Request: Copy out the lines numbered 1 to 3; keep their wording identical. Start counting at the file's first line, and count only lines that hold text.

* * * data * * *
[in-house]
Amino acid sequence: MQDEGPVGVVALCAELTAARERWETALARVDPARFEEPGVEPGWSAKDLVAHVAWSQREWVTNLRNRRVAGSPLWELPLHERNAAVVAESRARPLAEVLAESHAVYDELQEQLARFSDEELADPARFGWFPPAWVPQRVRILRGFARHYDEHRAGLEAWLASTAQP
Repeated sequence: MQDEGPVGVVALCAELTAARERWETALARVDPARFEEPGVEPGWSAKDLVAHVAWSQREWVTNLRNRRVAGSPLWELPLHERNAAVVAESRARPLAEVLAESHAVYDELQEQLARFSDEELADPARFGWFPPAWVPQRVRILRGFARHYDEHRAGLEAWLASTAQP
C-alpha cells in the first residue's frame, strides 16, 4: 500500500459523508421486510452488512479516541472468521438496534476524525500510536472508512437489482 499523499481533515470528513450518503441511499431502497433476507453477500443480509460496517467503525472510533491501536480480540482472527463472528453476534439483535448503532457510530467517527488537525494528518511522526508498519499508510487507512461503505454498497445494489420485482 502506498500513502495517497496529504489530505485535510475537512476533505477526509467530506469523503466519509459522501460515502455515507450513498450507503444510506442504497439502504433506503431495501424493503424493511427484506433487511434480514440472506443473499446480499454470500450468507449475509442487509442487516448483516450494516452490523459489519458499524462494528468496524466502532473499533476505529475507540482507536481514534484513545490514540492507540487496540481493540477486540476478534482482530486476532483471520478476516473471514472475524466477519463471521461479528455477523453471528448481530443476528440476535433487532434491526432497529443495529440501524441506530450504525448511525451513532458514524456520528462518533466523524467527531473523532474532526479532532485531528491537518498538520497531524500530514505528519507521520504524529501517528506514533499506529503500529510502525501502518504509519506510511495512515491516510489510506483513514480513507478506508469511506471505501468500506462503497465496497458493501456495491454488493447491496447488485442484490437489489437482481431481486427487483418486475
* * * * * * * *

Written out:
[in-house]
Amino acid sequence: MQDEGPVGVVALCAELTAARERWETALARVDPARFEEPGVEPGWSAKDLVAHVAWSQREWVTNLRNRRVAGSPLWELPLHERNAAVVAESRARPLAEVLAESHAVYDELQEQLARFSDEELADPARFGWFPPAWVPQRVRILRGFARHYDEHRAGLEAWLASTAQP
Repeated sequence: MQDEGPVGVVALCAELTAARERWETALARVDPARFEEPGVEPGWSAKDLVAHVAWSQREWVTNLRNRRVAGSPLWELPLHERNAAVVAESRARPLAEVLAESHAVYDELQEQLARFSDEELADPARFGWFPPAWVPQRVRILRGFARHYDEHRAGLEAWLASTAQP